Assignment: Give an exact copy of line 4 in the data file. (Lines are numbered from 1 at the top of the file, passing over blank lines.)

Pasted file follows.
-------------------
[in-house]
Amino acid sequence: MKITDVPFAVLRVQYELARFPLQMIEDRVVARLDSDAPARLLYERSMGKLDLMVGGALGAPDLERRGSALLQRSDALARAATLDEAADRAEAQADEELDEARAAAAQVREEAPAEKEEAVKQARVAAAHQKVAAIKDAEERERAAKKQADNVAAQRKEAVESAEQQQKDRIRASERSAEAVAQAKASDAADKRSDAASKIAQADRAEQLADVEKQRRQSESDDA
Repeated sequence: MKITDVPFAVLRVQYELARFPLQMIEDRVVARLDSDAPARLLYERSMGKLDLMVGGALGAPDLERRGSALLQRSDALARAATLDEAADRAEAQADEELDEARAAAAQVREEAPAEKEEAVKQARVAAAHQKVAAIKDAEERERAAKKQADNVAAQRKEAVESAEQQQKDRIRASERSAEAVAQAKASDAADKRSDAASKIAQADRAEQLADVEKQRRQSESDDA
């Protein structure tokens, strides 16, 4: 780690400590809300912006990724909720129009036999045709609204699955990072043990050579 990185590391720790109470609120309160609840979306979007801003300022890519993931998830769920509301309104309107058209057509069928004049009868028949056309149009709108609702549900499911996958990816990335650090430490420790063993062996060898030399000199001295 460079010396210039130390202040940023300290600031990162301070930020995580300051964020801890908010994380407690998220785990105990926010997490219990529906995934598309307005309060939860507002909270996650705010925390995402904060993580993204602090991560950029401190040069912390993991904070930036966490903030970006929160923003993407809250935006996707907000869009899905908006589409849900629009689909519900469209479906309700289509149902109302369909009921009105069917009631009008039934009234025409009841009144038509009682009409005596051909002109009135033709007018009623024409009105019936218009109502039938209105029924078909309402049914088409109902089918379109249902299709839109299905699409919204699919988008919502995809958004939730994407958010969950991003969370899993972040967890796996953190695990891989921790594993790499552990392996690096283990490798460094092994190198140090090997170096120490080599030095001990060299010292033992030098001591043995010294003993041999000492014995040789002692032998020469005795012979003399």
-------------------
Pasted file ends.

């Protein structure tokens, strides 16, 4: 780690400590809300912006990724909720129009036999045709609204699955990072043990050579 990185590391720790109470609120309160609840979306979007801003300022890519993931998830769920509301309104309107058209057509069928004049009868028949056309149009709108609702549900499911996958990816990335650090430490420790063993062996060898030399000199001295 460079010396210039130390202040940023300290600031990162301070930020995580300051964020801890908010994380407690998220785990105990926010997490219990529906995934598309307005309060939860507002909270996650705010925390995402904060993580993204602090991560950029401190040069912390993991904070930036966490903030970006929160923003993407809250935006996707907000869009899905908006589409849900629009689909519900469209479906309700289509149902109302369909009921009105069917009631009008039934009234025409009841009144038509009682009409005596051909002109009135033709007018009623024409009105019936218009109502039938209105029924078909309402049914088409109902089918379109249902299709839109299905699409919204699919988008919502995809958004939730994407958010969950991003969370899993972040967890796996953190695990891989921790594993790499552990392996690096283990490798460094092994190198140090090997170096120490080599030095001990060299010292033992030098001591043995010294003993041999000492014995040789002692032998020469005795012979003399």